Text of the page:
According to a 2006 Harvard University study, the odds of an American dying in a commercial plane crash are 1 in 11 million. Meaning, Joe the Plumber is more likely to succumb to food poisoning (1 in 3 million) after putting down a McRib; incinerate because of rogue fireworks (1 in 650,000) at a Fourth of July celebration; or expire as the plot of Armageddon plays out in real time (1 in 63,000).
To the phobia-laden mind, these statistics are of no comfort.
I don’t like to fly. I’m not sure if it’s because 2014 was one of the worst years for aviation safety in recent memory, or if it stems from my mother, who has not flown since 1991. As a matter of convenience and as a Jewish man, blaming my mom seems appropriate.
During takeoff, cold sweat dots my lower back. I tighten my stomach muscles and squeeze the hand or thigh of my fiancé. For the full duration of the flight, I play out crash scenarios in my head. When the plane dips a wing, no matter how gently, I instinctually shift my body weight against this movement, as if 220 pounds pushing against 735,000 pounds, moving at 614 miles per hour, at 35,000 feet, is going to protect everybody.
These feelings are hardly unique. As stated by NIMH an estimated 6.5 percent of Americans suffer from aviophobia.
Aviation in Sport:
John Madden had his bus, and it was Jackie Jensen who famously retired from Major League Baseball because the league was transitioning from train travel to planes. Jensen, in the prime of his career, was coming off back to back years leading the American League in Runs Batted In. The Red Sox Outfielder surely asked himself the same thing George Costanza said to Mets First Basemen Keith Hernandez in an episode of Seinfeld:
GEORGE: You know Keith, what I’ve always wondered, with all these ball clubs flying around all season, don’t you think there would be a plane crash?…But if you think about it….26 teams, 162 games a season, you’d think eventually an entire team would get wiped out…uh, it’s only a matter of time.
Interestingly, all three of the major American professional sports leagues have a contingency plan in place in the event that a team suffers a catastrophic loss of life. Major League Baseball’s has been on the books since 1965: If a team were to lose 12 players (number of players varies by sport), a league wide expansion draft would be held, with every team only having the ability to protect X amount of players from being drafted. No team could lose more than two players to the replenishing team.
Fortunately, none of these leagues have ever had to carry out a “disaster draft.”
As sports fans we are all familiar with the story of Marshall University football, the University of Evansville Basketball and the Uruguayan Rugby team turned cannibals in the Andes. What most people are unaware of however, is that the NBA very nearly lost its cornerstone franchise to an Iowa cornfield.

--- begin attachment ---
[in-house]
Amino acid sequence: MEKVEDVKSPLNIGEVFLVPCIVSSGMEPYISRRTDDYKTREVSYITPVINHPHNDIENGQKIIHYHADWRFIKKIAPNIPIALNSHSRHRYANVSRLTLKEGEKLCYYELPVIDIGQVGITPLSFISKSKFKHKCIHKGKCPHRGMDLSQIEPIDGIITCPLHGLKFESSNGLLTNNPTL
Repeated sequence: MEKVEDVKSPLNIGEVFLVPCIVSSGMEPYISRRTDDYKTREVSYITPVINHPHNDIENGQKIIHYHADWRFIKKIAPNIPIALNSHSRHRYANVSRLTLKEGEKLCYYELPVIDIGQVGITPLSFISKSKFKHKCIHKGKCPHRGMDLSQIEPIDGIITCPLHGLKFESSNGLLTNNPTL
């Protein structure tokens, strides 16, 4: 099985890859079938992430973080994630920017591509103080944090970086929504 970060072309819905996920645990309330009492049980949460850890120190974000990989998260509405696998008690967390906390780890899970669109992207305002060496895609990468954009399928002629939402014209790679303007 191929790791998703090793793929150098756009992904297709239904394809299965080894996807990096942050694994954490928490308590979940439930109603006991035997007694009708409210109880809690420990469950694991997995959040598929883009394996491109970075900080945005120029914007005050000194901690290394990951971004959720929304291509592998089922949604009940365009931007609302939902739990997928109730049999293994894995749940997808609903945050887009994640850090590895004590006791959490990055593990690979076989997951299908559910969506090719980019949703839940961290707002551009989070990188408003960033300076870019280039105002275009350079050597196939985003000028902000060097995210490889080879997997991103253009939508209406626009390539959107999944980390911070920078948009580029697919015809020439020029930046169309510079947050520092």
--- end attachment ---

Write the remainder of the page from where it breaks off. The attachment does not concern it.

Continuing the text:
Minneapolis Lakers Emergency Landing:
Bob Short, notorious cheapskate, failed politician and the then-owner of the Minneapolis Lakers, awoke early on January 18th, 1960, to a phone call:
-Are you the owner of the Minneapolis Lakers?
-This is Civil Air Patrol, your plane is missing.
At five, the previous evening, after losing to the St. Louis Hawks in the midst of a disappointing season, the Lakers boarded their Minnesota bound DC-3. As was the custom on team flights, the players brought out the makeshift poker table. Shortly thereafter, the plane had a technical malfunction.
“We were playing cards, and then the lights went out, and it got cold,” remembers Hall of Famer Elgin Baylor.
I thought it was one of our guys joking around,” said coach Jim Pollard in Stew Thronelys’ Basketballs’ Original Dynasty: The History of the Lakers, “but when I got to the front, I saw the co-pilot shining a flashlight on the instrument panel.”
Flying into a severe storm with two failed generators and a drained battery the situation was dire. For five hours the plane was without lights, defrosters, heat and radio. The oxygen situation was bad enough that passengers had become ill.
Tommy Hawkins huddled next to a teammate with a blanket over his head wondering out loud if death was certain. Co-Pilot Harold Gilford likened the mood among the team to prisoners living out their final moments saying the Lakers were “not too unlike death-row inmates sweating out their last hours of life.”
The pilots were able to track car lights from below into an open cornfield, where they made a relatively miraculous landing in which there were no fatalities. Legend has it that a local mortician happened to be the first person to discover the downed plane.
Of the near death experience, Slick Leonard said: “Your life really passes in front of you, I had three little kids at the time and a lot of things go through your mind. But I didn’t think we were gonna’ die.”
In 1960 the still fledgling league had only eight teams. It’s hard not to wonder how the fate of the NBA would have changed had the entire Lakers franchise, in the words of George Costanza, been “wiped out.”